And they’re off
One of Culture Vulture’s favorite songs by the great Dan Hicks is a poignant little ditty titled, “How Can I Miss You If You Won’t Go Away?” It’s one of those musical questions that can’t help but coax a rueful smile onto one’s face, but which one doesn’t always want the answer to. And yet here at the Chico News & Review we’re about to find out and live out what Hicks was singing about.
For here at the CN&R offices the transformative forces of spring are going like gang-busters. Indeed, the gang is busting up, at least as far as the editorial office is concerned. But whatever transpires in the wake of these multiple departures, when our fresh journalistic blossoms burst forth in the new season they’ll be nourished by the deep roots this publication has in the community, though they may be a of a different hue and texture than any that have come before.
I know I won’t be alone in missing Tom Gascoyne’s droll weekly comments regarding the shenanigans of local politicians and developers, the impracticality of SUVs and their owners, or the perhaps unconscious hypocrisy of self-professed Christians who place more faith in the machinations of the free-enterprise system than in the beatitudes of Christ. Neither will I be the only one who pines for the personable, good-humored and thorough coverage that Devanie Angel has devoted to the vital business and educational concerns that form such a vital part of the community at large. And I certainly won’t be alone in longing for the sometimes bitingly satirical but always insightful and well-researched reporting of Josh Indar. Luckily, he’s going to stick around town, so we’ll still be treated to the occasional Lott Lyzzyrd gig and example of freelance investigative journalism.
So don’t worry about missing us. We won’t go away.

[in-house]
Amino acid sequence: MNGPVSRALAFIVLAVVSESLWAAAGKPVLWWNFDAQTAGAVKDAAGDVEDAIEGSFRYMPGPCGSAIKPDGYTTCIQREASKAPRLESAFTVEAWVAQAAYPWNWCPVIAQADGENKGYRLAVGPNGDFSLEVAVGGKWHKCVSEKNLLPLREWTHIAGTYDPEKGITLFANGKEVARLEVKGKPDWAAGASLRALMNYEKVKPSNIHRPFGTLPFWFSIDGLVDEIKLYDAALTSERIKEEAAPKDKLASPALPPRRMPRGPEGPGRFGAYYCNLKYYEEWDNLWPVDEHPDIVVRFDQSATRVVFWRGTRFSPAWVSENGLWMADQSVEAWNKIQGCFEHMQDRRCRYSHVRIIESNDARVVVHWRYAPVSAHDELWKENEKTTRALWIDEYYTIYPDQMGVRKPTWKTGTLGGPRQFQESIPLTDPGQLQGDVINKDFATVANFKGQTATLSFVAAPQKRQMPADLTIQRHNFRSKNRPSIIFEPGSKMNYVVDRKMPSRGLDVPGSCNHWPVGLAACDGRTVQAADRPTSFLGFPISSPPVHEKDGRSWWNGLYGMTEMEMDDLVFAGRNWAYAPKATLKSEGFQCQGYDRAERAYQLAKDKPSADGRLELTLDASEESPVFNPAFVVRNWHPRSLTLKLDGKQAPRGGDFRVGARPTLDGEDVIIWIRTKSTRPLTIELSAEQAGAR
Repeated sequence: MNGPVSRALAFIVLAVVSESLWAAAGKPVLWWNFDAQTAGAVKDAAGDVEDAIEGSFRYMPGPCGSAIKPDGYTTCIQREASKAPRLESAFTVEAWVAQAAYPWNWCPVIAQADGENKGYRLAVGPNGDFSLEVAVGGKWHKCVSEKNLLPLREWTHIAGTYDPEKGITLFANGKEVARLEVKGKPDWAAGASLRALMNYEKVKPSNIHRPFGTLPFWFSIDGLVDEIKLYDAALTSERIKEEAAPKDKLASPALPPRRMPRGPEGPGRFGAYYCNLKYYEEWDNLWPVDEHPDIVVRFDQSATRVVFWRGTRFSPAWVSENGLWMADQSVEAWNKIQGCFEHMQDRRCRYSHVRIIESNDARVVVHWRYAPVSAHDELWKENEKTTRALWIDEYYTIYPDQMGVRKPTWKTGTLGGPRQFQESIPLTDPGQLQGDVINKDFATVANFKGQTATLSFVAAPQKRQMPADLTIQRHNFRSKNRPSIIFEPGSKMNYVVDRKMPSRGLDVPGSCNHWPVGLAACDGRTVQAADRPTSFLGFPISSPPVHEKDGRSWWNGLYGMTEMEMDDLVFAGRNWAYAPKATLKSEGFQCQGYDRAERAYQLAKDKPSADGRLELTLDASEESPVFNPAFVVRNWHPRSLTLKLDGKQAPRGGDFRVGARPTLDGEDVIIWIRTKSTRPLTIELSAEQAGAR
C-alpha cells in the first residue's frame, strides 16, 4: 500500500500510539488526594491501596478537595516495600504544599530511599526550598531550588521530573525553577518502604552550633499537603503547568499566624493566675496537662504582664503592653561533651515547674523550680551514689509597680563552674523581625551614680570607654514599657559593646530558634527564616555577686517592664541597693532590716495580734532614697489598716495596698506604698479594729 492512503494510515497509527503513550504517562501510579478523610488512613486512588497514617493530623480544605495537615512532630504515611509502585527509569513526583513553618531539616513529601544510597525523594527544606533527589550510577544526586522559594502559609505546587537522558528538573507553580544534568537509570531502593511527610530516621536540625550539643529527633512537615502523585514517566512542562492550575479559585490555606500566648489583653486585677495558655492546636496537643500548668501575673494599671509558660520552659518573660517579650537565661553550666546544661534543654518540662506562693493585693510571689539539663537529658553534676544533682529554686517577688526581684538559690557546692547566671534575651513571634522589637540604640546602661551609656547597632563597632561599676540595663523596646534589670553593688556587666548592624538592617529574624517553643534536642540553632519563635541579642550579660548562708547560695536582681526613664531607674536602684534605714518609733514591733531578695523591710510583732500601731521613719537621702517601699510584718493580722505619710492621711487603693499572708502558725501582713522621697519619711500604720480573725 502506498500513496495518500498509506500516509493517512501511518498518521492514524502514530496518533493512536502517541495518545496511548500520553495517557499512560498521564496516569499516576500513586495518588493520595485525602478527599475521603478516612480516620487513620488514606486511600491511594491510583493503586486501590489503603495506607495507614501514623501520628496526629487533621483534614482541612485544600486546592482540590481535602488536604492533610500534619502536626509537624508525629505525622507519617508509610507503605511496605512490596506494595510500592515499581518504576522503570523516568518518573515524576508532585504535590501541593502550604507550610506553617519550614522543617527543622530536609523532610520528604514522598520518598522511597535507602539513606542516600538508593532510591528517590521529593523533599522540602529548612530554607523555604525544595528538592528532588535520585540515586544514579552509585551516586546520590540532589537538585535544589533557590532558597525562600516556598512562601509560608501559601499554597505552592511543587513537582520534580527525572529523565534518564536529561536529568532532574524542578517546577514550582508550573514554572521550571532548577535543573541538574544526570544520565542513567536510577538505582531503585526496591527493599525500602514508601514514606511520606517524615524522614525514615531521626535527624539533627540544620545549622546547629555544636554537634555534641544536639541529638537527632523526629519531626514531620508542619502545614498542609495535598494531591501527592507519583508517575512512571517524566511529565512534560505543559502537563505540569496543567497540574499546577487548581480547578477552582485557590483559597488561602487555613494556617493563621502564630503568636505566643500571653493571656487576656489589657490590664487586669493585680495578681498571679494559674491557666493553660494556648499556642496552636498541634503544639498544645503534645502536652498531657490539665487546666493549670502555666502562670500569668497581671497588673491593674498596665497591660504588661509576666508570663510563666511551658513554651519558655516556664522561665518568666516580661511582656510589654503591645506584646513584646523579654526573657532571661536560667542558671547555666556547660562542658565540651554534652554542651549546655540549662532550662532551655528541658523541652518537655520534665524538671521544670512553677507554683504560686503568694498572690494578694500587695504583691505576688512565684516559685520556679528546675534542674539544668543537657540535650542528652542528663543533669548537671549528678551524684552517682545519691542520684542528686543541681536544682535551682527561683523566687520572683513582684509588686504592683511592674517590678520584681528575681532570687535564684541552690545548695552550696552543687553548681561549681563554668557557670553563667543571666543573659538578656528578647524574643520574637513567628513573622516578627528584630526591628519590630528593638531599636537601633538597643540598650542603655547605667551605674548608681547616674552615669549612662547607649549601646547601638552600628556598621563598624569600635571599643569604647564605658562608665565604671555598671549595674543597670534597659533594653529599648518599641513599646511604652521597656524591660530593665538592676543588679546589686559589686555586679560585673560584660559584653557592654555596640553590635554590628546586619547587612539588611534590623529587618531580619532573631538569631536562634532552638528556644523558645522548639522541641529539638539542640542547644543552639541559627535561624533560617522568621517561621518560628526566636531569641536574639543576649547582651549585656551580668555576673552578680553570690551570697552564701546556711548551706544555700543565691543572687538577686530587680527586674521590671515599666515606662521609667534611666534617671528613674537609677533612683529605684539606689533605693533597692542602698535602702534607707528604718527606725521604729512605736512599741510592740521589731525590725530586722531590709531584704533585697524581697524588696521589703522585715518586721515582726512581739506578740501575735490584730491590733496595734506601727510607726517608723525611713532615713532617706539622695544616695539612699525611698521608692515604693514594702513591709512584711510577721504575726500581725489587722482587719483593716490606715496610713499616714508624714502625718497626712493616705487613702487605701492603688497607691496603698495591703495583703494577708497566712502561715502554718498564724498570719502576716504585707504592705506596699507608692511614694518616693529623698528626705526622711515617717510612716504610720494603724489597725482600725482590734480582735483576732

Now back to our program
Culture Vulture generally heaves the sports section into the recycle bin without so much as a cursory glance, but on occasion the sports world invades the realm of genuine news to the degree that even the staunchest avoider of anything that involves wearing a jock strap can’t pretend it isn’t there. Such is the case with Barry Bonds and his alleged use of almost everything under the sun to enhance his ability to knock ’em out of the park.
Frankly, Culture Vulture is in favor of educating the public as thoroughly as possible as to the effects of drugs from a very early age, and then allowing people to make an informed decision as to what they care to do with them. If all drugs were made pure, legal and reasonably priced, and every citizen was fully informed about the possible deleterious results of their use, I believe Darwinism and/or the grace of God would take care of the rest.
With that in mind, why not start an all-drug confederation of athletes? Give the enhancement-craving jocks anything they want, then document just how much and how often they use the substances of their choice, and let the public view the results in open and honest competition.
That I would watch with unfettered enthusiasm.